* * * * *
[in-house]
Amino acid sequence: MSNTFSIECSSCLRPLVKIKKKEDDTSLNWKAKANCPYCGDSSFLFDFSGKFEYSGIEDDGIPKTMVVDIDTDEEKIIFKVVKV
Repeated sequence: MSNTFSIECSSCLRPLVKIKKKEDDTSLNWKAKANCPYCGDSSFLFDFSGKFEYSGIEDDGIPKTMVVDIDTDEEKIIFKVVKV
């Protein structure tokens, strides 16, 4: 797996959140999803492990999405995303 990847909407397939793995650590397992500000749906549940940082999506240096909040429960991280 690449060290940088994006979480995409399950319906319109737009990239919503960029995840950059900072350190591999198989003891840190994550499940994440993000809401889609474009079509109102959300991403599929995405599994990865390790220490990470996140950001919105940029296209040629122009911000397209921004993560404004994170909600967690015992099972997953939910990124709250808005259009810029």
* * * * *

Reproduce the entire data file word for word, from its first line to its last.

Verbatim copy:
[in-house]
Amino acid sequence: MSNTFSIECSSCLRPLVKIKKKEDDTSLNWKAKANCPYCGDSSFLFDFSGKFEYSGIEDDGIPKTMVVDIDTDEEKIIFKVVKV
Repeated sequence: MSNTFSIECSSCLRPLVKIKKKEDDTSLNWKAKANCPYCGDSSFLFDFSGKFEYSGIEDDGIPKTMVVDIDTDEEKIIFKVVKV
């Protein structure tokens, strides 16, 4: 797996959140999803492990999405995303 990847909407397939793995650590397992500000749906549940940082999506240096909040429960991280 690449060290940088994006979480995409399950319906319109737009990239919503960029995840950059900072350190591999198989003891840190994550499940994440993000809401889609474009079509109102959300991403599929995405599994990865390790220490990470996140950001919105940029296209040629122009911000397209921004993560404004994170909600967690015992099972997953939910990124709250808005259009810029």